Hollywood seems to think that farces are easy. So many recent romantic comedies use elements of classic farce, where comedy results from mistaken identity, intentional lies, and outrageous disguise, but fail. Farces are elaborate Chinese puzzle boxes that must be constructed very carefully.  The trap, or major revelation, must be sprung at just the right point; Soapdish does it exactly 2/3 of the way in. Compare this to the recent stinkfest Just Go With It, which places its major revelation OFFSCREEN – instead of watching it unfold, we hear about it second-hand.

Soapdish presents a difficult acting challenge for Sally Field. In the segments of the soap opera we see, Field needs to be over-the-top and “bad” because she is appearing in a silly soap opera and this film is a comedy. But in the rest of the film proper she has to be over-the-top and “bad” in a completely different way because she is a high-strung, egotistical actress and (perhaps) a bad person.

All the parodies or soap operas we see are spot on. I actually wish that Soapdish featured more scenes from the soap opera The Sun Also Sets. As a very small child, I remember watching my Mom’s soap operas with her (she called them her “stories”). She favored The Doctors (“dedicated to the brotherhood of HEALING”) and Days of Our Lives (“Like sands through the hourglass, so ARE THE DAYS OF OUR LIVES!”) All the aesthetic choices soap directors make on a daily basis are parodied in The Sun Also Sets: the exotic locales that are obvious studio sets done on the cheap, the special lighting that only exists to flatter aging actresses, and the ubiquitous “slow tracking shots to dramatic close-up” before every commercial.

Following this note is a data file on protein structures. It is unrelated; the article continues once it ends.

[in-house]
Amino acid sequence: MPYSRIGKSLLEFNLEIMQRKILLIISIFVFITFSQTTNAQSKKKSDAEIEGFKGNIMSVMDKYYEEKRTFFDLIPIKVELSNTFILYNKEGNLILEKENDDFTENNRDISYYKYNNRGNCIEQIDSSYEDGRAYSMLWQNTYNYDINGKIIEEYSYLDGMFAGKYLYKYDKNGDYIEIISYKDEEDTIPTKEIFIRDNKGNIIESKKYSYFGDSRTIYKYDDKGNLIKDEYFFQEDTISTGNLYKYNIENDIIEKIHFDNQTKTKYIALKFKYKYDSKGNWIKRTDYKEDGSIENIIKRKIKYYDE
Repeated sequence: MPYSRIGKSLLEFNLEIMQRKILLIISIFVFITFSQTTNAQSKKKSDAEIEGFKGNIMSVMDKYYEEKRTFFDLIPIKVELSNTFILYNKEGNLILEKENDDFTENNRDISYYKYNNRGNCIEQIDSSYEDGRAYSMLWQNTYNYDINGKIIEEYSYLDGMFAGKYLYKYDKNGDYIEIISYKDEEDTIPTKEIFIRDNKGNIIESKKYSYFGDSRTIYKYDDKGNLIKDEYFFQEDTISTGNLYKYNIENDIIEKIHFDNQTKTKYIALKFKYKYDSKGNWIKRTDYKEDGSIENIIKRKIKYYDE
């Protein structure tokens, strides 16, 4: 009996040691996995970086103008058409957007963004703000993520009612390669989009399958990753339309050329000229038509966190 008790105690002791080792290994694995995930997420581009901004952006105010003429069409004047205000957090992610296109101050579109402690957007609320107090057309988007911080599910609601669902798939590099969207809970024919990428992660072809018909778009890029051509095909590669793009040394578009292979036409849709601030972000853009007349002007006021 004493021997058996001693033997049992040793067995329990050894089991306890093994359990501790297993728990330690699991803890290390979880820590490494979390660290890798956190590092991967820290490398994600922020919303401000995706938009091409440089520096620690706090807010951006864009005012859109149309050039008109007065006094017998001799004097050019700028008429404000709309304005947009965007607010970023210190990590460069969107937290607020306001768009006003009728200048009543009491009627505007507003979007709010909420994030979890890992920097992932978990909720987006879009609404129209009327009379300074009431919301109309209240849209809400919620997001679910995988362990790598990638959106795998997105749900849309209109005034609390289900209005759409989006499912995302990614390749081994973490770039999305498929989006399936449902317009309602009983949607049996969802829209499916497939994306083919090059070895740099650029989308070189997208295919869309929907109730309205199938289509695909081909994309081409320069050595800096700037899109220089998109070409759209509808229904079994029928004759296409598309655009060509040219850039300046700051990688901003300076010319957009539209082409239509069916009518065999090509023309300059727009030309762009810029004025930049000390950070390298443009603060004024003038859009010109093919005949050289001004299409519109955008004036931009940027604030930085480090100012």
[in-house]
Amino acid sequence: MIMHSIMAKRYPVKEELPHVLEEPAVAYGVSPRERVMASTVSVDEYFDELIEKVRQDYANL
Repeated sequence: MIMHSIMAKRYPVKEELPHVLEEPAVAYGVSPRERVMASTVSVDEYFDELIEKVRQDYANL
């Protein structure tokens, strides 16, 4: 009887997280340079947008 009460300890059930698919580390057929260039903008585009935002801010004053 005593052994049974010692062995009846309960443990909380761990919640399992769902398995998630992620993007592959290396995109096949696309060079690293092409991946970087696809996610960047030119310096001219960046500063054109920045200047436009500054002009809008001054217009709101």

Roger Ebert once described a “Kevin Kline’s Moustache” theory that suggested when Kline was playing comedy, he sported a moustache (The Pirates of Penzance, A Fish Called Wanda, I Love You To Death, and A Midsummer Night’s Dream), but when he was playing at drama, he went sans moustache (Cry Freedom, Grand Canyon, The Ice Storm, and Life As A House). This theory has either been nullified by the passage of time OR it proves conclusively two completely different theories I have always entertained—that Sophie’s Choice is actually a raucous, no-holds-barred comedy and that Wild Wild West is actually a probing, angst-filled drama.

For what it is worth, Kline sports a moustache in Soapdish. He proves himself here to be an effortlessly graceful physical comedian and the film features some of his best physical comedy turns. As my lovely wife commented during a recent viewing, “Kline’s the whole movie.”